| A Corporation sprinkler at work
Come September, the Calcutta Municipal Corporation (CMC) will resume its project to wash the city streets. The exercise will begin after mayor Subrata Mukherjee returns from Johannesburg early next week.
More than a lakh gallons of filtered water will be sprinkled in the mornings on important city roads.
“We have bought 10 sprinkler vehicles for Rs 1 crore for the purpose,” said member, mayor-in-council (conservancy), Mala Roy, on Thursday.
Each tanker will carry 10,000 litres of filtered water, while special filling spouts have been installed at Tallah, Auckland Square, Raja Subodh Mullick Square and Tollygunge.
Roy had introduced the concept of street-washing two years ago, only to withdraw it immediately, as the idea “failed to satisfy” Trinamul Congress chairperson Mamata Banerjee. “She thinks that in a city where drinking water is scarce, it is a crime to wash the streets,” sources said. “It will send wrong signals,” Mamata is reported to have told the mayor earlier.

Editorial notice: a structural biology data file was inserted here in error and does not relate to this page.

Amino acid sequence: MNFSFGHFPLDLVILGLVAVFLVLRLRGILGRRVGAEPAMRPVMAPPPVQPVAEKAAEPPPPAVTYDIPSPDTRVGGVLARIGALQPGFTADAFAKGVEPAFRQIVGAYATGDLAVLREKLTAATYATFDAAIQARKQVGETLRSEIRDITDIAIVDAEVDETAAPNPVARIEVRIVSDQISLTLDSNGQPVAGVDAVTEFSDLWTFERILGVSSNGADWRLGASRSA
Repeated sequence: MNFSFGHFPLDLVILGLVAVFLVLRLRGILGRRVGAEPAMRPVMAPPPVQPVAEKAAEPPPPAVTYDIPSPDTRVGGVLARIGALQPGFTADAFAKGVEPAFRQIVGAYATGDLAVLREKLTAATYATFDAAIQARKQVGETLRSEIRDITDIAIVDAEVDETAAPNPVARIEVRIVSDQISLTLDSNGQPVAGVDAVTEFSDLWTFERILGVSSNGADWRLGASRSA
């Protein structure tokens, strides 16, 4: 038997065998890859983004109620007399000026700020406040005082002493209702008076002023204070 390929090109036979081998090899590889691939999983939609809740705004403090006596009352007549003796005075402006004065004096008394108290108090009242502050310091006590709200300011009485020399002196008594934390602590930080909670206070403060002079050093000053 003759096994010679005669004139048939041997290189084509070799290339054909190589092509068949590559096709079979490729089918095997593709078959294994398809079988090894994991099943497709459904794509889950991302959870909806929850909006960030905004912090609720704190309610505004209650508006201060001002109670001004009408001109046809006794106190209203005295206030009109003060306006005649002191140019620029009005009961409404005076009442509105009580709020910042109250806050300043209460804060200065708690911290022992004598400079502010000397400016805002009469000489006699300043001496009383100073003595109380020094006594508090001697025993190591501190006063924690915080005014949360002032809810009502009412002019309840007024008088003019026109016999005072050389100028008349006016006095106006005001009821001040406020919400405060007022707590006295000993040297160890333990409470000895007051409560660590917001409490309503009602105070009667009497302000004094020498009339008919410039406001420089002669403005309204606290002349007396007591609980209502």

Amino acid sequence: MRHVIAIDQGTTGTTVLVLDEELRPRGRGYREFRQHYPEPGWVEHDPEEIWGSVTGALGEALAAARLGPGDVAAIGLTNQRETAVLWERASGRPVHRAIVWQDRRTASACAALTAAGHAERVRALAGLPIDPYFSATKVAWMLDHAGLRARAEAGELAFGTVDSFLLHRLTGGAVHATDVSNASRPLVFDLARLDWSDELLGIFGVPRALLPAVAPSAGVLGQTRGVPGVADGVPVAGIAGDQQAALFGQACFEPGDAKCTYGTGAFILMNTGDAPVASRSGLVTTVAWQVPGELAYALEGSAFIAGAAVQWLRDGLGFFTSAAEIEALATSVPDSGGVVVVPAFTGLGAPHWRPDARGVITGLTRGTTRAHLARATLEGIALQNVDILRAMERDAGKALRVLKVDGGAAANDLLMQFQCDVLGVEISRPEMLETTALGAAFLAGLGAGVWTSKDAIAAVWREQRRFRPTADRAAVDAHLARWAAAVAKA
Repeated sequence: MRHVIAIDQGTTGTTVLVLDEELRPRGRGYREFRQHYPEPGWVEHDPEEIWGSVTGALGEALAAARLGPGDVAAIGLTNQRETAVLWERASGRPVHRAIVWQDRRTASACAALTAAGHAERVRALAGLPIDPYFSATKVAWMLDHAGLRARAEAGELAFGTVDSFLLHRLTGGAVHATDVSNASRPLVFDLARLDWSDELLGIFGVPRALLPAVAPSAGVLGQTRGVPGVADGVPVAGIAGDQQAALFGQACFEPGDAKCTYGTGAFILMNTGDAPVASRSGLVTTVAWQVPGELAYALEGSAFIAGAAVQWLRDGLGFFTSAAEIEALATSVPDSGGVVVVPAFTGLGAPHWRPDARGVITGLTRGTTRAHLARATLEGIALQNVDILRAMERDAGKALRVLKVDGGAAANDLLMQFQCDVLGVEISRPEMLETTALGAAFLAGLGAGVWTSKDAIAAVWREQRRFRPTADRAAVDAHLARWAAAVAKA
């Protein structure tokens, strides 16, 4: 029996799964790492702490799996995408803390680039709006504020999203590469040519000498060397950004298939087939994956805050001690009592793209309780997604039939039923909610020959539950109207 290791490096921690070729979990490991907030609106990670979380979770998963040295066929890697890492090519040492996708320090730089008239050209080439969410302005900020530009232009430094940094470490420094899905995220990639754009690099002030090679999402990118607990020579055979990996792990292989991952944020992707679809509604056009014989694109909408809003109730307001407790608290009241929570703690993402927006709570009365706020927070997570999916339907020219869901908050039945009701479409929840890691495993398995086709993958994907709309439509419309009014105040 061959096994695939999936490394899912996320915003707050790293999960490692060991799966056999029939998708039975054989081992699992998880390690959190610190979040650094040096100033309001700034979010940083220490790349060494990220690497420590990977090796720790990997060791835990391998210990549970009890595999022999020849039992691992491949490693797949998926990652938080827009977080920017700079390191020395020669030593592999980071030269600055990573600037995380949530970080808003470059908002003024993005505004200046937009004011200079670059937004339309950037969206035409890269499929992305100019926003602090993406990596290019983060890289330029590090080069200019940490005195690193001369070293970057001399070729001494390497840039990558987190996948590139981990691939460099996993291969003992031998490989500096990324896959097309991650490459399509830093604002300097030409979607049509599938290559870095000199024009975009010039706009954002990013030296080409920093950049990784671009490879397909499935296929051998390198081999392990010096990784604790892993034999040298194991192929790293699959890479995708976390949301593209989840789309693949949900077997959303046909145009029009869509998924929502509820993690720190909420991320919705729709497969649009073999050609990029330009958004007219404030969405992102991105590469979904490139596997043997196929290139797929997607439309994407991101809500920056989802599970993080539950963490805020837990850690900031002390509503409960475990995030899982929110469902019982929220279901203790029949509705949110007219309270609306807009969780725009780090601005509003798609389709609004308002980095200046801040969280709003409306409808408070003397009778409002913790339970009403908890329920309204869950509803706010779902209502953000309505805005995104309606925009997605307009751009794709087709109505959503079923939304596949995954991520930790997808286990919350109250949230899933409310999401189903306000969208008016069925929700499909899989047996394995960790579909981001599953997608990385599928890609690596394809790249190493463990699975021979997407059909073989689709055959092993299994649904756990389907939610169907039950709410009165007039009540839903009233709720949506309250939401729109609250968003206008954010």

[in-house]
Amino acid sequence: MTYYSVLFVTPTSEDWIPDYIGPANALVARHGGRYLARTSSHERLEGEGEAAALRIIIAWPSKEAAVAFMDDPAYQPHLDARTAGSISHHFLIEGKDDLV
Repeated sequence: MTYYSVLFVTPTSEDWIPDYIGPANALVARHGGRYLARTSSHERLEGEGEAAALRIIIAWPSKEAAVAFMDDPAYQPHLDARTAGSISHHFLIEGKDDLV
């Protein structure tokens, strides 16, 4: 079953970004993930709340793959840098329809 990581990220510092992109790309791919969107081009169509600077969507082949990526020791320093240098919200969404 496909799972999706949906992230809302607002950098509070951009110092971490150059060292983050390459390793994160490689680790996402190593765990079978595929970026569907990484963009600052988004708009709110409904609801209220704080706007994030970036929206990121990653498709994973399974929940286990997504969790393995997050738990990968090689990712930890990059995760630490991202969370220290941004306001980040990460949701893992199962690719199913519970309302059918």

Sources said there had been a long-standing demand for filtered surface water from Mamata’s parliamentary constituency in Tiljala, Topsia and Picnic Garden. “And despite her repeated pleas, the water supply department has not taken up the scheme to date. Naturally, she is not willing to support road washing,” the sources added.
The civic authorities, meanwhile, are in a quandary over the citizens’ response to the concept. Letters, inquiring after the status of the project, are piling up in the civic office, the sources said.
Roy said when the CMC had introduced street-washing in August, more than 22 important roads were taken care of daily.
“People had welcomed the service, as the areas began to look spruced up,” she added. Harish Mukherjee Road, Sarat Bose Road, Gariahat Road, Jawaharlal Nehru Road, Raja Rammohun Roy Sarani (Amherst Street), Bidhan Sarani and BB Ganguly Street were some of the roads included in the project.
CPM leader Sudhanshu Sil has, however, already expressed his displeasure over the project. “It is a luxury to wash the streets with filtered water while the city is reeling under a crisis,” he said, adding that the project was not financially viable, as the tankers would charge Rs 300 per round. Opposition leader Nirmal Mukherjee, too, was of the same opinion.
The CMC runs two pumping stations for unfiltered water at Mullickghat and Garden Reach, which pump 50 million gallons of unfiltered water daily to different parts of the city. Sources said the “chlorinated” unfiltered water could be used for the scheme.